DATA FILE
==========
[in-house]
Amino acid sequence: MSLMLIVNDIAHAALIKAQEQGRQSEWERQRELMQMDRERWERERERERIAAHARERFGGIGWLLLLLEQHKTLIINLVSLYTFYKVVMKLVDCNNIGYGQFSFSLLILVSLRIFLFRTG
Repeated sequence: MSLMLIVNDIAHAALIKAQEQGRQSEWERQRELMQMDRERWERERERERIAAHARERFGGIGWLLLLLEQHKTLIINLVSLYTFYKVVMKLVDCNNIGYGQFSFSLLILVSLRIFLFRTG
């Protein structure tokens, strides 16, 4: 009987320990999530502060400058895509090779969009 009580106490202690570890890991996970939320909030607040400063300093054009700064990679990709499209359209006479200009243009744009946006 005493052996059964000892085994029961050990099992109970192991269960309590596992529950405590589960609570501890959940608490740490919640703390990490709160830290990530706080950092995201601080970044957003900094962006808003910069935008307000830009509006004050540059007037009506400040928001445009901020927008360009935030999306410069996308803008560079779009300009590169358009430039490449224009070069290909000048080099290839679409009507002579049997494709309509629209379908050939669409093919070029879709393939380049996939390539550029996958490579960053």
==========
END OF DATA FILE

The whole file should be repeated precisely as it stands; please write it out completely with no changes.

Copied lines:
[in-house]
Amino acid sequence: MSLMLIVNDIAHAALIKAQEQGRQSEWERQRELMQMDRERWERERERERIAAHARERFGGIGWLLLLLEQHKTLIINLVSLYTFYKVVMKLVDCNNIGYGQFSFSLLILVSLRIFLFRTG
Repeated sequence: MSLMLIVNDIAHAALIKAQEQGRQSEWERQRELMQMDRERWERERERERIAAHARERFGGIGWLLLLLEQHKTLIINLVSLYTFYKVVMKLVDCNNIGYGQFSFSLLILVSLRIFLFRTG
């Protein structure tokens, strides 16, 4: 009987320990999530502060400058895509090779969009 009580106490202690570890890991996970939320909030607040400063300093054009700064990679990709499209359209006479200009243009744009946006 005493052996059964000892085994029961050990099992109970192991269960309590596992529950405590589960609570501890959940608490740490919640703390990490709160830290990530706080950092995201601080970044957003900094962006808003910069935008307000830009509006004050540059007037009506400040928001445009901020927008360009935030999306410069996308803008560079779009300009590169358009430039490449224009070069290909000048080099290839679409009507002579049997494709309509629209379908050939669409093919070029879709393939380049996939390539550029996958490579960053």